Ecuador has also experienced an increase in the proportion of women in the medical field; however, few studies on this topic have been conducted. In quantitative analyses, Bedoya Vaca et al.  found that between 2008 and 2012, more women than men entered medical school, but fewer women than men graduated from private universities, unlike public universities. Further, during the same period, the Gender Parity Index (ratio of women to men) among physicians working in the public system decreased by 59%, from 2.36 to 1.41, while the number of vacant posts in the public system increased from 1.8 to 11.0% . These trends suggest gender disparities that may present problems for maintaining an adequate supply of physicians, especially in Ecuador’s public sector.
These potential gender disparities raise the broader question of what “feminization” of the medical field really means. Is it merely increasing representation or proportion of women in medicine? Or does it have to do with more equitable opportunities for women to develop careers as physicians? To better understand the “feminization” of the medical profession in Ecuador, we conducted a qualitative study. The primary research questions were: 1) To what extent does gender influence the decision to study medicine and particular medical specialties? 2) To what extent does gender influence professional practice of medicine, including whether to practice in the public or private sectors?
As noted by Riska , previous studies of gender and medical careers have tended to use one or both of the following explanatory frameworks. The primary framework has been individual and draws on the socialization or sex-role theory (and later iterations): i.e., women and men choose careers that reflect their individual preferences and socio-cultural roles; thus, women physicians tend to choose medical specialties and practice settings and circumstances (e.g., part-time) that enable them to balance work and family. Another framework is more structural and focuses on the social factors that help and hinder women and men in their careers – e.g., role models and barriers such as the so-called “glass ceiling” , “leaky pipeline”  and “sticky floor” . “Glass ceiling” refers to invisible barriers that keep individuals from obtaining top positions in hierarchical organization; “leaky pipeline” refers to barriers that cause individuals to drop out at various stages of professional development; and “sticky floor” refers to forces that keep certain individuals from progressing up the job ladder. Such barriers for women physicians include hierarchy in academic medicine  and manifestations of sexism in the medical environment . Similar barriers exist for women across various labor sectors and are often described as vertical segregation and horizontal segregation . Vertical segregation refers to the lack of women in top management positions (similar to “glass ceiling”), while horizontal segregation refers to the concentration of women in lower paying and lower prestige positions.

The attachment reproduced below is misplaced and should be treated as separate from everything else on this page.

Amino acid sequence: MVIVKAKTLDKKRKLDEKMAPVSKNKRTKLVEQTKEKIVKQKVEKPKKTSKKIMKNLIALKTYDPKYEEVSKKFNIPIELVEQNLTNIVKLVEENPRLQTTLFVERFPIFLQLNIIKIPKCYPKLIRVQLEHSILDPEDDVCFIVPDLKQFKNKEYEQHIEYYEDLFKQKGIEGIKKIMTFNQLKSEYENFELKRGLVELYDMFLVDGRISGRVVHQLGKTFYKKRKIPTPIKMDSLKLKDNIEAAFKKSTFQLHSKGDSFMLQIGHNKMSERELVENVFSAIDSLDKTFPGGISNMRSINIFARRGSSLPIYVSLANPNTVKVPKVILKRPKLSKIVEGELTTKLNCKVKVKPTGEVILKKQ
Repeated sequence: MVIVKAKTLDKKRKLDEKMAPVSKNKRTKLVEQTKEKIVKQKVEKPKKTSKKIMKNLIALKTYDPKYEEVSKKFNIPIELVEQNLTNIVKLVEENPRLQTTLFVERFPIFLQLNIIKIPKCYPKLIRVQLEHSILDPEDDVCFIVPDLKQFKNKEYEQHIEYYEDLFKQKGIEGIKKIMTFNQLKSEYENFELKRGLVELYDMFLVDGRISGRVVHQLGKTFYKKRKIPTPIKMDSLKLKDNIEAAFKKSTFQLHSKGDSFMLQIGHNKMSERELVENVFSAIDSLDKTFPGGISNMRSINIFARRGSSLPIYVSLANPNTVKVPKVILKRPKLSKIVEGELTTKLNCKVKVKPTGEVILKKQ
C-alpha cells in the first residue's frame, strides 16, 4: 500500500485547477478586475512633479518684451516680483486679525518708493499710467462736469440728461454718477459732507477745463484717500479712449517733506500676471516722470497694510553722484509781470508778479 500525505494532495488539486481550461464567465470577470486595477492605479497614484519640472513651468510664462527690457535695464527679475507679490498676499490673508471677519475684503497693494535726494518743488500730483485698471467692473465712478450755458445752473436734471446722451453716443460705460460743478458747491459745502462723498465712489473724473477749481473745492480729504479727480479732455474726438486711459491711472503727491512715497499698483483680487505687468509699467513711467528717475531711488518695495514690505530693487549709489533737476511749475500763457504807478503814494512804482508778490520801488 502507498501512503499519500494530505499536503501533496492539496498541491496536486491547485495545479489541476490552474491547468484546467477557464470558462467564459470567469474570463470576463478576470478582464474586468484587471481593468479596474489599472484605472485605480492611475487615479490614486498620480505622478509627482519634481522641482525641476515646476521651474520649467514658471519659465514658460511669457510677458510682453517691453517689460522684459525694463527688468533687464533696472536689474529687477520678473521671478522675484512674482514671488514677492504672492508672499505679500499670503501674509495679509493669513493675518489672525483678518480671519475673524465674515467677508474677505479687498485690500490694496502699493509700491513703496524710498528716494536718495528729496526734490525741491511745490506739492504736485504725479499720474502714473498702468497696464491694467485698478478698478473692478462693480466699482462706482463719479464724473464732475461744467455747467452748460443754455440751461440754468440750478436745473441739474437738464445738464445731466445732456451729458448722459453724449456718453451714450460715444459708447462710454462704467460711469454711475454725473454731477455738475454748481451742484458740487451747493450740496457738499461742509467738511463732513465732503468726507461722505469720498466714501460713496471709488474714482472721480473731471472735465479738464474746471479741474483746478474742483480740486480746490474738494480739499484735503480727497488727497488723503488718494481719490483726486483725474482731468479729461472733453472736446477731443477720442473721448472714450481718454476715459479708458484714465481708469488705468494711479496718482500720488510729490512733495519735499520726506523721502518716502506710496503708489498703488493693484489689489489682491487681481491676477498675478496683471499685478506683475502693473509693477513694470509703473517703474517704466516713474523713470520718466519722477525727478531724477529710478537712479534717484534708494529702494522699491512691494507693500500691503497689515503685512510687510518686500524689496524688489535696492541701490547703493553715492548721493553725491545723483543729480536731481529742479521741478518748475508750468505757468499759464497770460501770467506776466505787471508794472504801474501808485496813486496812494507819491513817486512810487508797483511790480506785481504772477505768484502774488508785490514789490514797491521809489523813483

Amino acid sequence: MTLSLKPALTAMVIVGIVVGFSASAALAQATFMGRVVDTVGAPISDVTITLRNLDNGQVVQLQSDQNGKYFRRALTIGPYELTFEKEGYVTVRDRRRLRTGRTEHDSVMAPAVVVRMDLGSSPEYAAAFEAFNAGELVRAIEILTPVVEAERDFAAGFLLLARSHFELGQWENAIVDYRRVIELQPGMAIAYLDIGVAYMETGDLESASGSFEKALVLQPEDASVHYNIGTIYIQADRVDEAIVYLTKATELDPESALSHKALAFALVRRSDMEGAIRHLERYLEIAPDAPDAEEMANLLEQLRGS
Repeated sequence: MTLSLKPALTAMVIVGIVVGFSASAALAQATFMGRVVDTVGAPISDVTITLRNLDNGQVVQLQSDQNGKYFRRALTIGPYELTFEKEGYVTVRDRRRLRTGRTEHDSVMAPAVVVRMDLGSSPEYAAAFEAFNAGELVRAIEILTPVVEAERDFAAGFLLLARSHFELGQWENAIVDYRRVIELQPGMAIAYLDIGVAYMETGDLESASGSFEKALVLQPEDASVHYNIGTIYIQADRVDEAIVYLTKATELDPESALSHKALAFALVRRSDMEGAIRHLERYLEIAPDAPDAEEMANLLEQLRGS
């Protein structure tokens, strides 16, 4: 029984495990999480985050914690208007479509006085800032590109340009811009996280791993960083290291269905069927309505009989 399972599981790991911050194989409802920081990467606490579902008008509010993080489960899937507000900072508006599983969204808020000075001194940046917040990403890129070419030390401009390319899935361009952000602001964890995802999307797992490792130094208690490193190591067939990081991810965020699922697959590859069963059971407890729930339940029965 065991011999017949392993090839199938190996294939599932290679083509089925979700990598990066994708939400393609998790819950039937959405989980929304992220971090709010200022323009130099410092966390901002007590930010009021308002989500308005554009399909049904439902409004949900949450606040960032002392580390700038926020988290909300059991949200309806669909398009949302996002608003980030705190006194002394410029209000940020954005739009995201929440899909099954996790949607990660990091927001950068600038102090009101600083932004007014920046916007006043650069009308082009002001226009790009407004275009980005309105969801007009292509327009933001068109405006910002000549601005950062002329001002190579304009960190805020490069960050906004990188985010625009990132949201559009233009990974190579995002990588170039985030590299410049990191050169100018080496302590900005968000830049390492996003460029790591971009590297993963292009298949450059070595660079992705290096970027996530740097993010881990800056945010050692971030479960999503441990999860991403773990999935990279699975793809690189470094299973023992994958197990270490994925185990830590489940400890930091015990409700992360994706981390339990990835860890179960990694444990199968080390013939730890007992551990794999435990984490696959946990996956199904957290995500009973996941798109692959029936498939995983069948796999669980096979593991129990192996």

Previous studies of the feminization of the medical profession have tended to be quantitative and focus on high income countries. The gendered themes identified through these studies vary somewhat across countries. For example, studies in Norway found that more women than men leave hospital-based specialties such as surgery and internal medicine during training because of work-family role conflict [17, 18]. On the other hand, studies from the Netherlands and Germany have suggested that work-family balance and the possibility of part-time schedules were important to both male and female physicians with young children [19–21]. Another theme identified across various countries is that despite the increasing proportion of women in medicine, their careers progress much more slowly than their male colleagues (e.g., in gaining permanent positions, significant representation in hierarchical medical positions, etc.) [13, 22–24]. A related but slightly different perspective on this theme comes from a study in Scotland, which found that women primary care providers tend to work fewer hours and are less likely to engage in teaching and administrative duties than their male colleagues, suggesting important implications for countries’ physician workforces . However, a systematic review of studies across multiple high income countries found that these differences in hours were due primarily to women’s role in childrearing .